An elusive solution has been found, to a serious problem that has plagued the criminal justice response to domestic violence for decades: The need for a validated method that will significantly raise unacceptably low rates of prosecution and conviction. Rates of domestic violence prosecution hover at about 30% for non-arrest cases. Using empirical data this study validated a best practices method (BPM) for DV investigation, by police. Rates of prosecution increase about 60% if photographs are obtained, 68% if more than one witness is listed in the report, 94% if an arrest is made, 87% if an emergency protective order (EPO) is obtained, and 284% if more than one charge is listed. Conviction increases about 78% for arrest, 102% for an EPO, and 142% for more than one charge. Survival analysis shows odds drop off rapidly for both outcomes if the report is not submitted to the prosecutor within 10 days. Rates of use of the BPM are used to determine Probability Scores (P Scores), so that routinely low effort (RLE) and routinely greater effort (RGE) officers can be separated and compared. Prosecutors reject RLE investigations 370% more often. The rate of decline of female DV recidivism, as a function of age, was measured to be about 2.56% per year between ages 22-61. For males it is about 3.13% per year from ages 28-60. This finding brings claims of re-education and treatment programs into question, if they have not controlled for the natural decline of recidivism potential as a function of age. This work demonstrates the manner in which a problem-solving criminology can be operationalized.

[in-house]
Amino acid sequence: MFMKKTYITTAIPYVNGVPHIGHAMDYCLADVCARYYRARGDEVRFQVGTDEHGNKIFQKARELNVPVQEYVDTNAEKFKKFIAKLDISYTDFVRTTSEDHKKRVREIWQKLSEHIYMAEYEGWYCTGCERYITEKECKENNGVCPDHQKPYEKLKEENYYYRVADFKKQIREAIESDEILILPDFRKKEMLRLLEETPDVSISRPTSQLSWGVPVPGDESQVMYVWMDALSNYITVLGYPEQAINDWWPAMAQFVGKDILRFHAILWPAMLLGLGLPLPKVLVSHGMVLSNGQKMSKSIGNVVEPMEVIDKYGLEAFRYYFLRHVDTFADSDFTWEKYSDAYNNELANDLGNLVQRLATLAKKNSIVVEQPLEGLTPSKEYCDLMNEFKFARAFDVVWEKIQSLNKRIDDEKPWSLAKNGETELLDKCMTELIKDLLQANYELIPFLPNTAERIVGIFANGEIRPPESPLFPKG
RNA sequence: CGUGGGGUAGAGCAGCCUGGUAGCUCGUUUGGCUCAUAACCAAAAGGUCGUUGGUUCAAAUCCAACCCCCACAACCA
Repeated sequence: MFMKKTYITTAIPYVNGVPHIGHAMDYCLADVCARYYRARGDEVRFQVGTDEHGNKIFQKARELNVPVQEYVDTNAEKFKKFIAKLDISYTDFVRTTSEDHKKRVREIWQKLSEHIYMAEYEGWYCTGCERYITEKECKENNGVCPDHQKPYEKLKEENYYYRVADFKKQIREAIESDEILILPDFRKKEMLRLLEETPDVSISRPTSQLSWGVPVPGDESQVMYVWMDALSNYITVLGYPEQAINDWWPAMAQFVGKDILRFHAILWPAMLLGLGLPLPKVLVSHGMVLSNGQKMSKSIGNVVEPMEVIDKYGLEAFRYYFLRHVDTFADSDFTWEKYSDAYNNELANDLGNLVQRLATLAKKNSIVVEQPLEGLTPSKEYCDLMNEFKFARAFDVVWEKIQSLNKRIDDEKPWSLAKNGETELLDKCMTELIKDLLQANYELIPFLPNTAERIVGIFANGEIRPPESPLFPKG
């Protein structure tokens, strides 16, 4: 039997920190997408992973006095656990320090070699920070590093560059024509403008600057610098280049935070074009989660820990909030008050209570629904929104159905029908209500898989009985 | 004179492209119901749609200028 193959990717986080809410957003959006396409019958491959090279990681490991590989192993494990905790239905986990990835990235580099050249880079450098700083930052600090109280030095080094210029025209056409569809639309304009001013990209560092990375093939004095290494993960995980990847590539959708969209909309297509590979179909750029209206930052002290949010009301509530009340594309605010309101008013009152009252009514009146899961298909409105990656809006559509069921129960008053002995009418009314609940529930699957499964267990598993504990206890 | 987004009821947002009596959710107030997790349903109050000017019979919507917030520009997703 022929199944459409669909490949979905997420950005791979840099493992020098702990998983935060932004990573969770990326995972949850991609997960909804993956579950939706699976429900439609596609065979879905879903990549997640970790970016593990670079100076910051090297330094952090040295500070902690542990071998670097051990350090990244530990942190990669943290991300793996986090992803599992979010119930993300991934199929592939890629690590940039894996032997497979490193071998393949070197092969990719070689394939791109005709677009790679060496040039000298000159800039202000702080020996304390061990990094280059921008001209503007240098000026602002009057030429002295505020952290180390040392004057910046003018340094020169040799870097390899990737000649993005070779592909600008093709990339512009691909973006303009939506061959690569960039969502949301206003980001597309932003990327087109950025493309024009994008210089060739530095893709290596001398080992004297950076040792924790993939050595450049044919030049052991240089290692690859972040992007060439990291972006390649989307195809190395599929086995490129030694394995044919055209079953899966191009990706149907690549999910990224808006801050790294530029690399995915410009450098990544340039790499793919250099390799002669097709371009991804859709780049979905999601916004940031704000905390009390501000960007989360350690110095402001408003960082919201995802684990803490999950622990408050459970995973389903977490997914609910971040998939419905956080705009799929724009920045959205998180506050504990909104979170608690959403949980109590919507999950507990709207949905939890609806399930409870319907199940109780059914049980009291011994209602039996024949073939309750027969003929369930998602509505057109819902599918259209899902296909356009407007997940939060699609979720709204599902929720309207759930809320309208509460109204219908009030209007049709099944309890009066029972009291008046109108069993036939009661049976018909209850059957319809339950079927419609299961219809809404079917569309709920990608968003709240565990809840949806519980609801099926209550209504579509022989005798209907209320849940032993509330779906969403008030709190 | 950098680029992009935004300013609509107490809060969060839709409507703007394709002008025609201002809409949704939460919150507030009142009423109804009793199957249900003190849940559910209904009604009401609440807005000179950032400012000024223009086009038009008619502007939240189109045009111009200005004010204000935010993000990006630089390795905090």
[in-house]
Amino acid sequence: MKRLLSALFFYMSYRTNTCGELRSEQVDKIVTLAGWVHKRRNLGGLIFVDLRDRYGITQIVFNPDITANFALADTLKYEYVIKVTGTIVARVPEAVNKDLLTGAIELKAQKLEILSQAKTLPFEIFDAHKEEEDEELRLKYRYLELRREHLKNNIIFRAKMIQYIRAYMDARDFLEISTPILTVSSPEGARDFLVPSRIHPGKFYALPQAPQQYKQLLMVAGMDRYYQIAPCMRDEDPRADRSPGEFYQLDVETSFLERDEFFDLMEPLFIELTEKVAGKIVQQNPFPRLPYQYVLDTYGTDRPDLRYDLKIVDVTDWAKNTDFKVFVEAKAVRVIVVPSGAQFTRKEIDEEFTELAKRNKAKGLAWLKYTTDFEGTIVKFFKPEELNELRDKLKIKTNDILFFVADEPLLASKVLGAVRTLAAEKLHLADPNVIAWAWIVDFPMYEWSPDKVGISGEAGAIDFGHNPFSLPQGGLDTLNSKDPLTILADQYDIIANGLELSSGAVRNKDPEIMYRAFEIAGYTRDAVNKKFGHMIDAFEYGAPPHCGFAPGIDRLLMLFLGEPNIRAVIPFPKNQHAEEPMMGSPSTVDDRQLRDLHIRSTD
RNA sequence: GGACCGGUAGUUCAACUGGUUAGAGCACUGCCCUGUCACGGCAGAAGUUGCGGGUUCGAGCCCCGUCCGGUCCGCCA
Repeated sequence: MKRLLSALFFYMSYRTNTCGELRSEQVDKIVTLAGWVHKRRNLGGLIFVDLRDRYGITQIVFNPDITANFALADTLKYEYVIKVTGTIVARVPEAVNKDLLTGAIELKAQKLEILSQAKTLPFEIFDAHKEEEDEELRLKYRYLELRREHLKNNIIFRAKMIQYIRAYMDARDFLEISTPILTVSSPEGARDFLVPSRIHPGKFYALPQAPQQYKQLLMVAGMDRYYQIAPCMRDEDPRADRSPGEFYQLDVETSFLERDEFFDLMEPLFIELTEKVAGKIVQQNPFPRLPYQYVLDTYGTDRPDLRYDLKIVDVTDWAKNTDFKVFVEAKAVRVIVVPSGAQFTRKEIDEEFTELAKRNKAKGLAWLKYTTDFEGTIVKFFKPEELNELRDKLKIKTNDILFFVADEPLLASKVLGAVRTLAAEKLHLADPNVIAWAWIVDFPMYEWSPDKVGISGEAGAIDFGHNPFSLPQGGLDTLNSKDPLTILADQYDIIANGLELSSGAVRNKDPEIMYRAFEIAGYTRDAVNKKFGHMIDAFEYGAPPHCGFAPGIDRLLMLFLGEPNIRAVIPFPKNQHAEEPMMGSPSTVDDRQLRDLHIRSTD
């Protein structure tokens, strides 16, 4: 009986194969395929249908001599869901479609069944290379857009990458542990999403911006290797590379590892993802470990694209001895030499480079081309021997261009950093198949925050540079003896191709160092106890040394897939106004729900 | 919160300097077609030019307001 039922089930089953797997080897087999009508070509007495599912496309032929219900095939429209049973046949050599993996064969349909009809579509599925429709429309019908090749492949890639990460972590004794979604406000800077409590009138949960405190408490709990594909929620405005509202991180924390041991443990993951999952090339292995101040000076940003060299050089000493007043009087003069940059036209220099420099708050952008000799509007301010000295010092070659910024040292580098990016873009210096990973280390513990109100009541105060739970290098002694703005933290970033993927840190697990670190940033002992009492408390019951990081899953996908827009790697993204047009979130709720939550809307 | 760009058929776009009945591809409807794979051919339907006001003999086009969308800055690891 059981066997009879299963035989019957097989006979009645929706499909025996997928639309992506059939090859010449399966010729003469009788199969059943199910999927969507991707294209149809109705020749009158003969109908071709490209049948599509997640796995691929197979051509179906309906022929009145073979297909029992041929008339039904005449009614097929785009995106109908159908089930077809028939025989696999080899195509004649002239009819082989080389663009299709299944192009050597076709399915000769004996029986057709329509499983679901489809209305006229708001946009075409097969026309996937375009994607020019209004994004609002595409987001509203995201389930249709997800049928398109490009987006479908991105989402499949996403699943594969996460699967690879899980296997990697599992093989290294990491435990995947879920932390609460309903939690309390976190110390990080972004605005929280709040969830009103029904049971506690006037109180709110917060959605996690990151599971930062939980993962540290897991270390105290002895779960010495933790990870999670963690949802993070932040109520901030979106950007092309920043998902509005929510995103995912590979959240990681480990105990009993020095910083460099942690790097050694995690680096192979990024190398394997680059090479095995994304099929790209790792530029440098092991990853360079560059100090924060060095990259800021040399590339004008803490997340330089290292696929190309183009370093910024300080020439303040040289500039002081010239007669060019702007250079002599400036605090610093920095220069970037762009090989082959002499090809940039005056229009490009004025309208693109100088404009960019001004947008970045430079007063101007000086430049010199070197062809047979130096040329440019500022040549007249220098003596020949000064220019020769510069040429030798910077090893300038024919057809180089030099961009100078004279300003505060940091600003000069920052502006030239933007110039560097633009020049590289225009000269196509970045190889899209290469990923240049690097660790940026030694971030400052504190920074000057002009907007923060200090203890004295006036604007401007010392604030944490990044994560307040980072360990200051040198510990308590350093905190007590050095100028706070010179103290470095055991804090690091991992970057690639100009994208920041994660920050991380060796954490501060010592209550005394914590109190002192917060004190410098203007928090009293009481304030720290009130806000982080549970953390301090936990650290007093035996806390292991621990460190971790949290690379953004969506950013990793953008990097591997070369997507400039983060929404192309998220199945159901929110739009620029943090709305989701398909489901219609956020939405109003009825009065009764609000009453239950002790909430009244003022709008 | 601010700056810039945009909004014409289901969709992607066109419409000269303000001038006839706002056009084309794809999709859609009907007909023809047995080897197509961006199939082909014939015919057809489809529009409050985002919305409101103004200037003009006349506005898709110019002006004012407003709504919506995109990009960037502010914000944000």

|Commitee:||Stanko, Betsy, Wilkes, Michael|
|School:||University of California, Davis|
|School Location:||United States -- California|
|Source:||DAI-A 76/04(E), Dissertation Abstracts International|
|Subjects:||Public health, Criminology, Public policy|
|Keywords:||Best practices, Criminology, Domestic violence, Police investigation, Problem solving, Translational|
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